A Chicago woman will spend the rest of her life in prison for the strangulation death of her 8-year-old granddaughter, a judge has ruled.
The same Cook County judge who convicted Helen Ford of first-degree murder in Gizzell Ford's 2013 death handed down the sentence Wednesday.
Cook County prosecutors said the 275-pound grandmother tortured and beat the 70-pound girl in her home in the 5200 block of West Adams Street in the city's Austin neighborhood.
Prosecutors said Gizzell was tied to a pole attached to her father's bed, whipped with a belt and used as a "punching bag," according to the Chicago Sun-Times.
Gizzell's father, Andre Ford, also was charged with murder but died in jail awaiting trial.
Prosecutors allege Gizzell was dying of kidney failure even before she was strangled because her parents and grandmother denied her food and water.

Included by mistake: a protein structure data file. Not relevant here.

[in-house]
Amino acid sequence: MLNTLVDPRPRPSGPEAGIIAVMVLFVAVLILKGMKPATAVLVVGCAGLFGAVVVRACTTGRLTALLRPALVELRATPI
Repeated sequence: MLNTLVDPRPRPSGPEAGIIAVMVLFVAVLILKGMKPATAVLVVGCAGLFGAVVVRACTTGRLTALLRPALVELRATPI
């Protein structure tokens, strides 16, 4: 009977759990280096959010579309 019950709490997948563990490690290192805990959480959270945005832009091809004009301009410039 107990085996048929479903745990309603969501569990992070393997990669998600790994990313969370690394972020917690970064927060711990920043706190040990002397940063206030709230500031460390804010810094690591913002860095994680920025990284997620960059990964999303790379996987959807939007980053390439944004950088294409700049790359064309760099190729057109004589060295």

Gizzell, a straight-A student, was seen by almost everyone who crossed her path as a "blessing" – a bright young girl.
"People say I’m smart, courageous and beautiful," she wrote in her diary at the time she was "healthy, strong and vital," prosecutors said.
In that same diary, Gizzell expressed a desire to have a fulfilling relationship with her grandmother nourished with deep conversation and love.
But after the child was taken to live in the 5200 block of West Adams, her tone became more somber. "I hate this life. I really think that I’m a jerk," she wrote.
"She [Helen Ford] first broke her body, then she broke her spirit," Assistant State’s Attorney Jennifer Coleman said.
An Illinois Department of Children and Family Services investigator visited the home a month before Gizzell's death. A doctor also found a suspicious injury weeks before Gizzell died, but didn't report suspected abuse.